Well, Hello.

After three two weeks in our house, I have many things on my mind. This post has been written, edited, and re-written many times during the last 21 days. The news and the information keep changing and the cycle just keeps speeding up. But I feel like I have been away too long, and have waited too long to write. I made some decisions last weekend, and so…

Hello Friends,

Let me start by telling you that we, Wife, the girls and I, are all safe and healthy here on the detour. We hope you and yours are too. Like many of you in Chicagoland, we are sheltering in place. More of you are staying home each day. For us, this means the girls are home-schooling, and Wife is working from home. Also, like many of you, our daily rhythm is completely different than it was three weeks ago. But I’m not going to harp on those changes, nor am I going to share my opinions about the current situation or offer any kind of advice.

This begs the question, “Then why write? What’s your point?” First, I miss writing. I know my post schedule is erratic, but creating and editing posts is cathartic for me. Second, I miss all of you. From coffee with other parents to online comments, my social network is currently limited. I would like to move that from “limited” to “changed”, and I have to post to accomplish that. Third, I don’t want anyone out there to think they are alone in this. I may not be a high-volume influencer, but I can still connect with you all as a show of solidarity. So what are we doing?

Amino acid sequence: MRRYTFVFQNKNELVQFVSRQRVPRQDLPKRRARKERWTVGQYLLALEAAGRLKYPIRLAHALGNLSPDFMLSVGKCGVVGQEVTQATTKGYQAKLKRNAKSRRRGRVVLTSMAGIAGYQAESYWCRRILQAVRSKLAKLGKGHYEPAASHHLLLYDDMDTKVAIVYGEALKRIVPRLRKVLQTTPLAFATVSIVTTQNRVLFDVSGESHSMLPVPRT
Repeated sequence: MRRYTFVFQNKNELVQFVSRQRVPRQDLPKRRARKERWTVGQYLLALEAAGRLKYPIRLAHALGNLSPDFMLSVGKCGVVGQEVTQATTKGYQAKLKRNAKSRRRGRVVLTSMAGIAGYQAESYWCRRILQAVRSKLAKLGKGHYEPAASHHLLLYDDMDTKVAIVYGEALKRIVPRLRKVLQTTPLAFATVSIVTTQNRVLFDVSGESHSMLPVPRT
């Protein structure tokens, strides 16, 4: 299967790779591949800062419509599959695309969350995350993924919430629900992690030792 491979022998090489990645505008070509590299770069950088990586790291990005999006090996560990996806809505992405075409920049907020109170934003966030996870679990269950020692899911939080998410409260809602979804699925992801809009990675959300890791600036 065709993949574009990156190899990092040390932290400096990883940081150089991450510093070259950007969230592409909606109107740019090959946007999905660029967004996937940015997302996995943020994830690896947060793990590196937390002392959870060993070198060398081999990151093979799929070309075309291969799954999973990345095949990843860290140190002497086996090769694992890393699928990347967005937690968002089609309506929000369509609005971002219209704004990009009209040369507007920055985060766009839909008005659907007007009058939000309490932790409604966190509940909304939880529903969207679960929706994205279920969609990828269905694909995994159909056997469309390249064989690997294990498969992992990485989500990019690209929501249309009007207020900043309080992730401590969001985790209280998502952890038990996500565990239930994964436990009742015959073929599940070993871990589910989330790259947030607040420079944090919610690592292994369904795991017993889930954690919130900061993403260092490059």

The girls are home-schooling, and have been working on school work since March 16th. Our Principal is a lifetime Chicagoland resident. She worked with the Archdiocese of Chicago to prepare for e-learning in case of snow closures. For St. Viator Elementary School, e-learning was part of the conversation since August. Since March, the teachers have been working hard to implement and improve this set-up. And so we’re staying busy each day.

Kids don’t live on scoolwork, though, so we are finding other activities. Given my spring planting plans, this revolves around yardwork-yay!

No worries, I don’t work them too hard. We have plenty of time for walks around the block, chalk drawings, and appreciating the signs of Spring.

There is plenty if indoor stuff too, but the pics are not nearly as pretty. Lego, family dinners, family movies, family games, and impromtu concerts all find their way into our days. In short, we’re trying everything and anything here, friends.

Hopefully, I can at the writing. I am laughing at myself for trying to quickly sum up 21 days of sheltering-in-place. Honestly, the computer is tied up all day and I am usually gassed at night. But again, we’re trying what we can.

So now I have to stray from my plan. Look, I know I said I wouldn’t give advice, but things keep escalating so quickly. Stay safe, friends. If you are able, please stay home. I foolishly thought everyone got that message two weeks ago, but no. And be aware of others. Nobody needs ten Costco packs of toilet paper, but we all need some.